Gulp. The bills that parents are receiving now for fall's college costs are among the most horrifying many will ever receive.

The shock doesn't simply come from the number, perhaps $15,000 or more. It's from the timing. Often, you have to come up with the money in about four weeks, or the student won't be allowed to sign up for classes.

So get ready to borrow, and try to do it as painlessly as possible. Remember, if you were trying to pay for your home in just four weeks, that bill would be horrifying, too. But you break mortgage payments into monthly bites, so the cost is bearable.

You do that with college student loans, paying over 10 years. Take some time with loan options because they differ significantly.

Things used to be simpler. Federal student loans tended to be the lowest-cost, an easy choice. In the early 2000s, students could lock in interest rates below 3 percent.

But Congress changed that, and students face relatively high interest on some federal loans, even though other loans are at all-time lows.

For example, 30-year home mortgages have interest rates below 4 percent, so the 6.8 percent on some federal Stafford loans is hard to stomach. Federal PLUS loans for parents are at 7.9 percent.

It might be tempting to turn away from federal loans and choose private loans instead.

How to decide? If your income is low enough to qualify for what's called a subsidized Stafford loan, that's a good deal. A loan your child takes out carries just a 3.4 percent interest rate. Feel free to borrow the $3,500 maximum for freshmen if you qualify. See rules at

When they finish college, graduates have 10 years to pay off the federal loans; many get extended plans.

If your child needs additional money for college, turn next to federal Perkins loans. These generally are reserved for lower-income students, but if your family is middle-income and your child is attending a high-priced school attended by affluent students, he or she might qualify. The interest rate is 5 percent.

After that comes another type of federal loan, known as an unsubsidized Stafford loan. It's not as attractive as Perkins or subsidized Stafford loans because you have to pay the aforementioned 6.8 percent interest.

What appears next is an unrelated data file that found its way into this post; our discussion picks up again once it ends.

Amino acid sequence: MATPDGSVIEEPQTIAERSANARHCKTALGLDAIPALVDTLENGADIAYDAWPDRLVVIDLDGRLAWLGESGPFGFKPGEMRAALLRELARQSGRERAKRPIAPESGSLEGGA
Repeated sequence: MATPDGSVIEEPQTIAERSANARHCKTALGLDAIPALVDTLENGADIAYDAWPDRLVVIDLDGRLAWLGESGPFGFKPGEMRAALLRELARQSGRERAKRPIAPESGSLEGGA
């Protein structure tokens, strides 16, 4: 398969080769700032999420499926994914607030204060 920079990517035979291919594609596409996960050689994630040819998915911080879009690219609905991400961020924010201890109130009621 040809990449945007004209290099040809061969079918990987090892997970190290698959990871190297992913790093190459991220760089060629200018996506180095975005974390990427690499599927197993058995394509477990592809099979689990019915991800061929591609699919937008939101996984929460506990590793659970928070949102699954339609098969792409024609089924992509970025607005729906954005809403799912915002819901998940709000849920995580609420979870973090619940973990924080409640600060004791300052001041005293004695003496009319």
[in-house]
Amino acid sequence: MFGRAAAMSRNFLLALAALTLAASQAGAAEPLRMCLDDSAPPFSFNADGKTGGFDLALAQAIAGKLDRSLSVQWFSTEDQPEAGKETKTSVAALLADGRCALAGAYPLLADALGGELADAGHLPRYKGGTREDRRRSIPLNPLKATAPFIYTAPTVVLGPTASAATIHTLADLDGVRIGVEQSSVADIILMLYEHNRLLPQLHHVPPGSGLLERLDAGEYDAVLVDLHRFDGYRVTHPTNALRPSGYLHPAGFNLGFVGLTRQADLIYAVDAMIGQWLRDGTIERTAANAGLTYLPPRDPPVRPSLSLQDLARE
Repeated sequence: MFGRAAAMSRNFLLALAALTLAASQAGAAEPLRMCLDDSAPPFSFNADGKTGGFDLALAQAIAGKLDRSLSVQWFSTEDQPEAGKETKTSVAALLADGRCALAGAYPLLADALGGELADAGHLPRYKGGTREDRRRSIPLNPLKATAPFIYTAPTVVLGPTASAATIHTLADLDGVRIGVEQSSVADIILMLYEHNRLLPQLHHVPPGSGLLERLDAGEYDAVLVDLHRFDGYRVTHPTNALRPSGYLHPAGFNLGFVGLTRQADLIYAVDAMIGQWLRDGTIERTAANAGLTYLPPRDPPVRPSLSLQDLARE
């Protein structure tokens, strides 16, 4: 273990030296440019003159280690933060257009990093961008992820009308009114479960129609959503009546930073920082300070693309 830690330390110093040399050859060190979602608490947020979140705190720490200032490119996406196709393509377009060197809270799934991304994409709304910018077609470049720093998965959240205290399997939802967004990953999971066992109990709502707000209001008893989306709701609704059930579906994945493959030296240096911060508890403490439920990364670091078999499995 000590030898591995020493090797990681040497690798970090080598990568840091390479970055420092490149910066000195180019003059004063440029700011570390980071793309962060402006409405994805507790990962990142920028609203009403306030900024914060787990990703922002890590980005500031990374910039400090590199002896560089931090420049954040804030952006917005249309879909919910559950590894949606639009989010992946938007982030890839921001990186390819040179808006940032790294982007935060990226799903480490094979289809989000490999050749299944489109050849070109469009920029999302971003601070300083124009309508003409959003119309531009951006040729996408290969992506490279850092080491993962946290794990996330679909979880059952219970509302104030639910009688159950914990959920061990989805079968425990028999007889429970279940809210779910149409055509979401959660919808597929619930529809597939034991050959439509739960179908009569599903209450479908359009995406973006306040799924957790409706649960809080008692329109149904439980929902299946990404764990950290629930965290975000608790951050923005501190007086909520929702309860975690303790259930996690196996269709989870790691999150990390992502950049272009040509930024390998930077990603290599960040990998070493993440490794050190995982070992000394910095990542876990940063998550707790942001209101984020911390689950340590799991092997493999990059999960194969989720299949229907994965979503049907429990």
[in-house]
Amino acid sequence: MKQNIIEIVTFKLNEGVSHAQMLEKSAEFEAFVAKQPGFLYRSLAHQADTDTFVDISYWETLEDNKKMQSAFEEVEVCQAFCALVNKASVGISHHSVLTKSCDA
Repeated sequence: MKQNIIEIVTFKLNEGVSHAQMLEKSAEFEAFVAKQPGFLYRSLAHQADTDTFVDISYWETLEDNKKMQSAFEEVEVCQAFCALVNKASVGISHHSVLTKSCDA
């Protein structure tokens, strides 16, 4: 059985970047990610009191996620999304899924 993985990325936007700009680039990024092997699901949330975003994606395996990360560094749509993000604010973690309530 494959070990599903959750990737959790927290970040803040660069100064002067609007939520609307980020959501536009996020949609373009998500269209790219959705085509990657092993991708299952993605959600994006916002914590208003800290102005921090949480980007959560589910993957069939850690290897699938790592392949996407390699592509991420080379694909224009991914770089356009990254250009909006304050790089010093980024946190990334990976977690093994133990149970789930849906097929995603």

So rather than an unsubsidized Stafford loan, you might be attracted to non-federal loans. Some private loans, offered by banks and other lenders, offer lower rates than you will see on unsubsidized Stafford loans. But beware. You have to check out the details.

Federal loans, fixed rates. They are 6.8 percent now and will stay that way during the full 10 years your child pays back the loans. Try this calculator to see payments:

Fees on federal Stafford loans are 1 percent; private loans can be much higher.

Private loans typically offer variable rates. So maybe you start with an enticing interest rate below 6.8 percent, but in the years ahead, it jumps.

Make sure you know exactly how high it can go. The last thing you want is an interest rate of 10 percent or higher. And if you imagine the interest rate going down, think again. Interest rates are near all-time lows now.

Some private loans are fixed, so the rate won't go up. But some also might require you to start making payments while a student is still in college, a burden most families can't handle. In addition, parents usually must co-sign; if the graduate misses payments, the parents must pay.

Federal loans give students some advantages that private loans typically do not. If you take a position that serves society, say with Head Start or the Peace Corps, you could receive forgiveness on your loans. Also, if you have trouble paying federal loans because your income is too low, the federal government gives you a break on payments.

Your college financial-aid office should help you through the decisions, and you can apply for loans there.

Gail MarksJarvis is a personal-finance columnist at the Chicago Tribune. Contact her at